The 2015 Election will be fought on Urban Battlegrounds

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There is no doubt that cities will be a key feature of next year’s General Election. Not only has debate about cities dominated political rhetoric over the past few months – with each party seeking to trump the others with their plans to reinvigorate the North of England in particular – but it is also becoming increasingly clear that cities themselves will play a key role in shaping the electoral outcome.

The emphasis all parties have placed on cities, and their collective and individual recognition that more needs to be done to support their performance is extremely welcome. The looming Scottish Referendum has also cast further light on the issue of devolution more generally, leading many city leaders and their residents to voice their calls for greater local powers to boost growth and living standards in their communities.

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Westminister is increasingly recognising that UK cities are the most significant contributor to the nation’s overall economic strength, responsible for 61 per cent of overall output, and critical to maintaining and improving the shared wealth, prosperity and quality of life of people all across the country.

But the interest we have seen from parties in this year leading up to the Election is also likely to be driven by political considerations – and if it’s not, it certainly should be. With over half of the British population living in UK cities, and 59 per cent of jobs based there, urban voters play a key role in determining election results.

And that is particularly the case in this Election, where 64 per cent of marginal seats are in urban areas – including over a third based in London, Middleborough, Leeds and Brighton alone. There can be no question then, that next year’s vote will largely be won and lost on urban battlegrounds.

So how can Labour appeal to voters in these urban marginals? Clearly issues like creating more and better jobs (our cities are home to over 70 per cent of highly skilled jobs), reducing welfare dependency (nearly three quarters of housing benefit is spent in our urban areas) and tackling inequality (over four-fifths of deprived neighbourhoods are located in our cities) will all rank high on urban voters lists of priorities.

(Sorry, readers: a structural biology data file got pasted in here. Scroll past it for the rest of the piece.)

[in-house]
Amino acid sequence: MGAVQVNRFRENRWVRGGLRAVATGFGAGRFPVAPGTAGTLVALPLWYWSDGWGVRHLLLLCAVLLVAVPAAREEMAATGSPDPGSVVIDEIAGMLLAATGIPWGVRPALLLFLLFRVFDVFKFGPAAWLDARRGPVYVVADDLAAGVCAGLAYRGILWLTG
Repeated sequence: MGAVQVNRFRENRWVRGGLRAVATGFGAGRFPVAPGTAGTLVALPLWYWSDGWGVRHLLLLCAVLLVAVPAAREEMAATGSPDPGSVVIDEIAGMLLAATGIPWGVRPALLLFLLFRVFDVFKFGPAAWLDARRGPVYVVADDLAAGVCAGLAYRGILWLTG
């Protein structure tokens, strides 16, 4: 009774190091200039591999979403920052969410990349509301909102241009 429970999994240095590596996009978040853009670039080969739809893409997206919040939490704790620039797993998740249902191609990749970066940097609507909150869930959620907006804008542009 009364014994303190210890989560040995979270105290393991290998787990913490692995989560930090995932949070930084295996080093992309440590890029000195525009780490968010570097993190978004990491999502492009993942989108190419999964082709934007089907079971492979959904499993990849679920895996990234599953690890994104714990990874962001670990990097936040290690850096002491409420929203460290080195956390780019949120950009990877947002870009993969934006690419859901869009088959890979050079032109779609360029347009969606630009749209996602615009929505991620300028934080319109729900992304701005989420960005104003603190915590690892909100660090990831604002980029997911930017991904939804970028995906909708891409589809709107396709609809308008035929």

But what about the need to devolve more power closer to people – do voters in the key marginals really care about whether the town hall or Whitehall takes the big decisions affecting their lives? To find out, we commissioned ComRes to poll voters across the 50 tightest marginal seats. The results reveal very clearly that voters are simply not happy with the status quo, in which the UK is one of the most centralised developed nations in the world, and where their localities have little freedom to effectively govern.

In fact, we found that three-quarters of people in marginal seats support greater powers for local government to effect change in their community. In urban marginal seats, those living in poorer performing cities, further away from the corridors of power, were more likely to back calls for change – with 63 per cent of residents in the South-East, compared to 76 per cent in the North. This also reflects their views on their local area’s economic performance in the recovery, with residents in the South-West, Wales and the North up to three times more likely to believe their city is lagging behind the national average.

These figures indicate that politicians’ recent attempts to make the case that Britain’s cities lack the powers they need should hold real resonance with those living in the tightest marginal seats.

But promises are only the first steps to change, and many of the critical details are still conspicuously absent. If George Osborne, Nick Clegg and Ed Miliband are truly serious about creating urban powerhouses, revitalising the North, and empowering British cities, it is time for each of their parties to set out their concrete proposals for transferring greater powers and responsibilities to cities and their leaders – the places who know how best to wield them to boost local economic growth.

The case for cities playing a greater role in driving economic performance is clear. What our polling reveals is that the political argument in its favour has also never been stronger – and that any party seeking to make serious gains in May next year will need to bring their best cities policies to the table.

That’s why Centre for Cities, in collaboration with LabourList, are holding a fringe discussion at Labour Party Conference to discuss how Labour wins cities in 2015? Go to the Facebook page for more details. 

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